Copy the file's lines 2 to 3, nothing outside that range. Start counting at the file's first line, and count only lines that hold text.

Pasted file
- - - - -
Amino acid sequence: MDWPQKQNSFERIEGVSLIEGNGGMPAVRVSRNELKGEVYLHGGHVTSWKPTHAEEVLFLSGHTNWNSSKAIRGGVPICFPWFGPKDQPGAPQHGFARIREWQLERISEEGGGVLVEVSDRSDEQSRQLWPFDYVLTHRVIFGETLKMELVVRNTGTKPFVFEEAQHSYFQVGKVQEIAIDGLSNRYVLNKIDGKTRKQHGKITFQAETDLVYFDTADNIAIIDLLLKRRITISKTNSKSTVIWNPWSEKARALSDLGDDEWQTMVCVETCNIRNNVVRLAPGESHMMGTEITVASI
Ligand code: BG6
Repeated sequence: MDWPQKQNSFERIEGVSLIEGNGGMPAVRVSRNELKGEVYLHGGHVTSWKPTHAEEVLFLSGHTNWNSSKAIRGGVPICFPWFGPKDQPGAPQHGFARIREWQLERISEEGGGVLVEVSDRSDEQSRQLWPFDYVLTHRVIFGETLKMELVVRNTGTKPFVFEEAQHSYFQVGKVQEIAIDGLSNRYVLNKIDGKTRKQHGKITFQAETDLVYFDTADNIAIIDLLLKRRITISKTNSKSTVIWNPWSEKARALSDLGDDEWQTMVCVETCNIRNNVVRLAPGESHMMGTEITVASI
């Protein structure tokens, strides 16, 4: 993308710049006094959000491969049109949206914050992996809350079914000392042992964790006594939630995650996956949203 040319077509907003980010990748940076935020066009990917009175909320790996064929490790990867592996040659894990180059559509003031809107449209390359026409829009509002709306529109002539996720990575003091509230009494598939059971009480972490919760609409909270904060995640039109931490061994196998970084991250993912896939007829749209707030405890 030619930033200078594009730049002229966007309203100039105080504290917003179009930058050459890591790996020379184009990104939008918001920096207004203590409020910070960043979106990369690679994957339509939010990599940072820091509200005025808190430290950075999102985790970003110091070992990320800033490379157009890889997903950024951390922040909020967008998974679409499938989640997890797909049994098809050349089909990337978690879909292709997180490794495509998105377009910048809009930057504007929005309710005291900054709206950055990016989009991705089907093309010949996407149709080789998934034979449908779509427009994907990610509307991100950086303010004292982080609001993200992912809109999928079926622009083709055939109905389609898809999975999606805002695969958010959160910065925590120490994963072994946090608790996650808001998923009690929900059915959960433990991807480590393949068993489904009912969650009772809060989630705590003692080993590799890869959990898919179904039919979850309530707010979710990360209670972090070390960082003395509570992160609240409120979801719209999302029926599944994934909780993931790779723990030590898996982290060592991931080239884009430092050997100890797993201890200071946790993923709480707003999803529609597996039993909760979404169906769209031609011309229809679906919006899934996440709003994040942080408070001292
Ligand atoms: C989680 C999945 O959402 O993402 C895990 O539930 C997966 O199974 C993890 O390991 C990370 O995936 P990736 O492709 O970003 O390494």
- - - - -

Ligand code: BG6
Repeated sequence: MDWPQKQNSFERIEGVSLIEGNGGMPAVRVSRNELKGEVYLHGGHVTSWKPTHAEEVLFLSGHTNWNSSKAIRGGVPICFPWFGPKDQPGAPQHGFARIREWQLERISEEGGGVLVEVSDRSDEQSRQLWPFDYVLTHRVIFGETLKMELVVRNTGTKPFVFEEAQHSYFQVGKVQEIAIDGLSNRYVLNKIDGKTRKQHGKITFQAETDLVYFDTADNIAIIDLLLKRRITISKTNSKSTVIWNPWSEKARALSDLGDDEWQTMVCVETCNIRNNVVRLAPGESHMMGTEITVASI